Post Scarcity Economy



The idea of a post-scarcity world is an interesting one.
It even has a wiki page about it.

http://en.wikipedia.org/wiki/Post-scarcity_economy

It defines a post scarcity economy as follows:

Post-scarcity (also styled postscarcity) is a hypothetical form of economy or society in which goods, services and information are free,[1] or practically free. This would require an abundance of fundamental resources (matter, energy and intelligence), in conjunction with sophisticated automated systems capable of converting raw materials into finished goods.
Now as I have said in other blog posts, we have not arrived at the post scarcity economy. There is still quite a lot of human labor that exists. However, many of themes present in the post scarcity economy are manifesting themselves in various ways.

On the one hand, a post scarcity economy represents utopia. A world in which we all have enough and everyone can live a good life. On the other hand, the transition to such a state could be devastating and actually lead to social collapse.

Again, in the wiki numerous forms of both utopias and distopias are present.

Utopias

 Fictional post-scarcity societies include varied settings, such as The Queendom of Sol in the series of the same name by Wil McCarthy, "the Festival" and agalmic economics from Singularity Sky and Accelerando by Charles Stross, and the United Federation of Planets from the Star Trek series.

Distopias

There have also been fully dystopian science fiction societies where all people's physical needs are provided for by machines, but this causes humans to become overly docile, uncreative and incurious.
 ...People's Republic of Haven, in which each citizen is due a Basic Living Stipend. With most of their population "on the dole", productivity and their economy collapse.
 Frederik Pohl's "The Midas Plague," resources and luxuries are so common, that the poor must bear the burden of consuming and disposing of the bounty, as well as working at meaningless jobs to produce more meaningless plenty;
. Since all material objects have become essentially free, the only commodity of value is human labor, and a feudal society and a slave economy is the result.

How Can Abundance Lead to Distopia?

It must be crossing one's mind now... how can abundance lead to distopia?
The idea seems always unintuitive. Yet let us look at how we have actually handled these issues in our current and past society to see an example.


Communism


In my view communism became a political reality as a result of the industrial revolution.
It finally became possible for people to imagine a society of abundance...

If only they could organize it.

Indeed, I would suggest that it has been possible to have something like a post scarcity world ever since the industrial revolution. It is thus of no surprise that many academics and other saw the appeal of communism. If we all just did our part, everyone could have a good life.

It is not hard to imagine a guided political force assigning jobs to people. These 5 people become farmers and produce 5 tonnes of wheat a year. Another 5 become bakers making bread. Another 2 become skilled poets and writers. We just go down the list of needs in society and we assign people and we will have utopia.

Such was the dream of communism. Yet it turned into a nightmare.
For the simple reason.

The distributional question IS the question.

This evades most academics who look at planned systems like communism. Being system thinkers, they imagine society as just another machine. Parts are fungible. Place a screw there. Hammer a nail there. Assign a person to work here. Assign a person to work there.

But people are not machines. They have their own sense of their life and their own sense of what they want to do. Imagine being in a communist planning society. In charge of assigning people to roles.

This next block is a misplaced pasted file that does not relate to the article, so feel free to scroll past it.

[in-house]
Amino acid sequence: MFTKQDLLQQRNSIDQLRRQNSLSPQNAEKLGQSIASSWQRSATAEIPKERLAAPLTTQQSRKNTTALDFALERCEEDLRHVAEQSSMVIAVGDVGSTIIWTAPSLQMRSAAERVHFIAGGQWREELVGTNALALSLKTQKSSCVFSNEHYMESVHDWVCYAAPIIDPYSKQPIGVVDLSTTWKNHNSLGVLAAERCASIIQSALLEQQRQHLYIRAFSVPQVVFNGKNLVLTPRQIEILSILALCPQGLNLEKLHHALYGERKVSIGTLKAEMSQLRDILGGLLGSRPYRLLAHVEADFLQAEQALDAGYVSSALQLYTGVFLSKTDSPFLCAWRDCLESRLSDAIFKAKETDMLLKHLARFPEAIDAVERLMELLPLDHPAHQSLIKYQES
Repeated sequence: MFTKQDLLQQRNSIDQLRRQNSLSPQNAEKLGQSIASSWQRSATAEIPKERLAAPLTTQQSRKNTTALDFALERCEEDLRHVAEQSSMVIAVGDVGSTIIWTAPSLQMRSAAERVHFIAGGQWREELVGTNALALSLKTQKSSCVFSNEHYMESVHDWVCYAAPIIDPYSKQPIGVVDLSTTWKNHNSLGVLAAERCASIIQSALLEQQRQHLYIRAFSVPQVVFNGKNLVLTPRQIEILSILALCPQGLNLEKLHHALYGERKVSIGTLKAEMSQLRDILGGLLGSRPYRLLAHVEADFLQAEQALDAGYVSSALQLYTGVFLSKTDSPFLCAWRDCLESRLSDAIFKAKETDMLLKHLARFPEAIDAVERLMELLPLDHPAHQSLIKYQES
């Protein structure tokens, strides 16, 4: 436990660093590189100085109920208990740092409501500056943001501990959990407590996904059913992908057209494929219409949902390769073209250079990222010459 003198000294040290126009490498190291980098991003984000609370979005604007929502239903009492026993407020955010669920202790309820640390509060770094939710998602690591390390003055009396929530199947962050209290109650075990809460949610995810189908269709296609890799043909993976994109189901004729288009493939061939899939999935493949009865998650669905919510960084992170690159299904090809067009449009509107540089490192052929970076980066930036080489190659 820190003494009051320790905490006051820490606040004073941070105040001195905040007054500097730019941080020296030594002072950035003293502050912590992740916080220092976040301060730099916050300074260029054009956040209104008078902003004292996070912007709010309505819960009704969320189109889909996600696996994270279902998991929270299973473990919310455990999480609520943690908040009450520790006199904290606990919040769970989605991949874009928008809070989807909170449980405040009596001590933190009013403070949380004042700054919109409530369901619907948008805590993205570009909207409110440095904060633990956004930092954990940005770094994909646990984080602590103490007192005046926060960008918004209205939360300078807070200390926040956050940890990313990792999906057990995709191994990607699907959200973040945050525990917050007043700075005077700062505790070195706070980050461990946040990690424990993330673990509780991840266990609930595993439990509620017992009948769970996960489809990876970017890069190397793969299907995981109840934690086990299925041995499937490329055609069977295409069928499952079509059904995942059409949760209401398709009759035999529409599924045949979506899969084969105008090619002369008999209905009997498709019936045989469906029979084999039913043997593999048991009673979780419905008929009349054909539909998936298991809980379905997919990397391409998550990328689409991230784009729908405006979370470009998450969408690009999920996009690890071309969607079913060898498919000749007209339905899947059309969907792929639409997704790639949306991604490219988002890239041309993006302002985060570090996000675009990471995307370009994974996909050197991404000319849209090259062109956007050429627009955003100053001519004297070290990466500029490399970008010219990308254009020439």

At first, it seems easy. You know John who is a good teacher, he should teach.
You know Kelly who is a great doctor, she should do medicine.
Robert is a great engineer, he should design cars.
It all sounds so simple..

Until you get to jobs that people don't really want to do, but they have to.
Who gets to be sent to the mines to mine iron so Robert can design cars?
Would you do this to anyone you like?

It is a system ripe for corruption. Those in the central planning committees assign the nice jobs to their friends and other special interest groups and people.  The bad jobs are given to the rest.

And better still being a doctor is hard work. Why would Kelly work the night shift in the emergency room is she lives the same quality of life as the secretary in a 9-5 office?

As you dwell into the details of such planned societies like communism, you must look at society not only as a machine, but as individual people. In this, you will people's sense of fairness, of work, of desire... all come to fruition blowing a hole into the gap of any central planner.

To top it off, central planners tend to have 'greater' goals and do not limit themselves to just providing for society. The USSR focused heavily of military and space endeavors. Would you want to work hard in the mines in Siberia so your country could build weapons to go to space in which you have no interest.

This is why communism has always resulted in tyranny.
The central planners MUST always resort to force to force people to do the work they have decided needs to be done.

If you look at our society today and see the social strife caused by labor unions, skilled worker shortages, migrant laborers... then you can see the problems of trying to control society to such an extent. It necessarily requires force to control properly.

In short... while central planners can imagine a utopia, they forget the distribution question is the question and it tends to result in a distopia as corruption and special interests take over and increase in their use of force to make people behave in the way they want.

The distributional question can be summed up as:
  1. Who gets how much
  2. What do they do

The Collapse of the Housing Market

The collapse of the housing market in 2008 and the response of governments around the world is equally telling. If I were to tell you of a future where everyone could have cheap affordable housing and no one was left without a home, no doubt you would think it great. If I were to tell you that everyone owned their own home and no one needed a mortgage anymore, no doubt you would think it great.